2. Retail Strategies in a Stable Economy: During Japan’s rapid economic growth, profits naturally followed increased sales. However, as retail channels are currently grappling with stagnant sales figures, they have to shift the focus to competing on margins. The overarching strategy across channels now revolves around targeting specific demographics, creating differentiated value propositions, and ensuring cost-effective operations.
  3. Core Capability of Convenience Stores: The most crucial capability for convenience stores is the ability to forecast demands with pinpoint accuracy.
  4. Core Assets of Storefronts: The zoning and categorization of products on store shelves are the most significant intangible assets in the retail sector.
  5. Execution of EDLP: Discount stores aren’t merely engaging in a price war but are embracing the concept of EDLP. This entails achieving lower operational costs through savings in labor and logistics expenses. Essentially, it’s the concept of EDLC that paves the way for EDLP.

JMAC: Poring on Retail Store Competencies through the Lens of Regional Convenience Store Seicomart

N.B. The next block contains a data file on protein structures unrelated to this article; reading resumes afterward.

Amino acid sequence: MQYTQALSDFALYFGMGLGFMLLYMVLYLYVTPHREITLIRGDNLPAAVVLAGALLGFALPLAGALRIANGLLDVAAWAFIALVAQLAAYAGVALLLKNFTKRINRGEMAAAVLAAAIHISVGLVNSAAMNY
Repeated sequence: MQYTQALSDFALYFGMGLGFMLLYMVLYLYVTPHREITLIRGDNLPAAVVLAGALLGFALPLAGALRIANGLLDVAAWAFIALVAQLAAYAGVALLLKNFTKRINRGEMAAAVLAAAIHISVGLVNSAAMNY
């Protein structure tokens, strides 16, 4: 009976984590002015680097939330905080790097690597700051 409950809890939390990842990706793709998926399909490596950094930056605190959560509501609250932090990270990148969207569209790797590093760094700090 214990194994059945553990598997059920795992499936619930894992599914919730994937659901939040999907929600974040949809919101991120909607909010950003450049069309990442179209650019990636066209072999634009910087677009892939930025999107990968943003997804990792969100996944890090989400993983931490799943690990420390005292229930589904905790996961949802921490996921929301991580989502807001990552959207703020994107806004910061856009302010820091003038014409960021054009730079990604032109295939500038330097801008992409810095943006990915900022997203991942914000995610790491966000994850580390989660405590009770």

Established in 1942, JMAC is Japan’s earliest consulting firm. It is dedicated to enhancing operational efficiency for clients in the manufacturing, retail, and logistics sectors. With approximately 2,000 employees, the association undertakes around 1,500 projects annually. Mr. Katsuki Fujikura, the General Manager of JMAC China, used Seicomart as a case study to elucidate the distinct positioning and success strategies of a regional convenience store brand. He also highlighted the core operational competencies inherent in Japan’s exemplary retail and convenience store enterprises.

Key Insights:

  1. As a player in Hokkaido’s regional convenience store market, Seicomart has charted a path widely divergent from that of 7-Eleven. By managing its entire supply chain in-house to reduce costs, establishing its own logistics to ensure freshness, and focusing on hot foods as a core product category, Seicomart has erected formidable competitive barriers.
  2. Core competencies requisite for outstanding retail and convenience store enterprises include:
    • Store Management Capability: The crux of all retail issues and solutions lies within the store. Regardless of scale, every reform initiative originates from the store. If consumers leave without buying anything, it indicates they might have had no expectations from certain channels or not sure about why they come in the first place. Challenges might arise from extreme product structures, price ranges, excessive stockouts (common issues faced by Chinese enterprises), or disjointed shelf displays. Therefore, it’s imperative to refine the shopping experience for every consumer and continuously optimize the store visit cycle.